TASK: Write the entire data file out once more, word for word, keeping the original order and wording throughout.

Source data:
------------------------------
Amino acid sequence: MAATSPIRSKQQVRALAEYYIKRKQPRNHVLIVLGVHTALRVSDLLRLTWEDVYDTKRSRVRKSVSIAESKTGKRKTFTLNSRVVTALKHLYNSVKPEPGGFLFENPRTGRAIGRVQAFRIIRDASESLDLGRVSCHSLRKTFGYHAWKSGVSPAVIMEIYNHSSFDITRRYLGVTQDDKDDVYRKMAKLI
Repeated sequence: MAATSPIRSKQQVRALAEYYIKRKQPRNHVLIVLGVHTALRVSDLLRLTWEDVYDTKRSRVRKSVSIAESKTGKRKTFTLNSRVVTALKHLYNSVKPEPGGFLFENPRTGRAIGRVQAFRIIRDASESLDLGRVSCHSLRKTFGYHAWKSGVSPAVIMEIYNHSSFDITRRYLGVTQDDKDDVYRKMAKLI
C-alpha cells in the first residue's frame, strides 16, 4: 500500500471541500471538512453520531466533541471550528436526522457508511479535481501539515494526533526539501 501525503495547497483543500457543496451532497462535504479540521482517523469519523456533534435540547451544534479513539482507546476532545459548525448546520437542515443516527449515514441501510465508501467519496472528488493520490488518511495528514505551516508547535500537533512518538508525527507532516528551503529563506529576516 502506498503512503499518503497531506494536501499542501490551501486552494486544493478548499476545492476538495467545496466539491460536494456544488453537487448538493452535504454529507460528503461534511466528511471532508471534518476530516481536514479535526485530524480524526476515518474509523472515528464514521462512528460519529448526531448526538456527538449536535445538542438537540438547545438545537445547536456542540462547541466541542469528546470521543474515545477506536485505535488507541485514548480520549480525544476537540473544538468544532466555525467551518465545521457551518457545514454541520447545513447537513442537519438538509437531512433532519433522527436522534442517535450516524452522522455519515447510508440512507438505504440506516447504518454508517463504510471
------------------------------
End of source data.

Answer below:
Amino acid sequence: MAATSPIRSKQQVRALAEYYIKRKQPRNHVLIVLGVHTALRVSDLLRLTWEDVYDTKRSRVRKSVSIAESKTGKRKTFTLNSRVVTALKHLYNSVKPEPGGFLFENPRTGRAIGRVQAFRIIRDASESLDLGRVSCHSLRKTFGYHAWKSGVSPAVIMEIYNHSSFDITRRYLGVTQDDKDDVYRKMAKLI
Repeated sequence: MAATSPIRSKQQVRALAEYYIKRKQPRNHVLIVLGVHTALRVSDLLRLTWEDVYDTKRSRVRKSVSIAESKTGKRKTFTLNSRVVTALKHLYNSVKPEPGGFLFENPRTGRAIGRVQAFRIIRDASESLDLGRVSCHSLRKTFGYHAWKSGVSPAVIMEIYNHSSFDITRRYLGVTQDDKDDVYRKMAKLI
C-alpha cells in the first residue's frame, strides 16, 4: 500500500471541500471538512453520531466533541471550528436526522457508511479535481501539515494526533526539501 501525503495547497483543500457543496451532497462535504479540521482517523469519523456533534435540547451544534479513539482507546476532545459548525448546520437542515443516527449515514441501510465508501467519496472528488493520490488518511495528514505551516508547535500537533512518538508525527507532516528551503529563506529576516 502506498503512503499518503497531506494536501499542501490551501486552494486544493478548499476545492476538495467545496466539491460536494456544488453537487448538493452535504454529507460528503461534511466528511471532508471534518476530516481536514479535526485530524480524526476515518474509523472515528464514521462512528460519529448526531448526538456527538449536535445538542438537540438547545438545537445547536456542540462547541466541542469528546470521543474515545477506536485505535488507541485514548480520549480525544476537540473544538468544532466555525467551518465545521457551518457545514454541520447545513447537513442537519438538509437531512433532519433522527436522534442517535450516524452522522455519515447510508440512507438505504440506516447504518454508517463504510471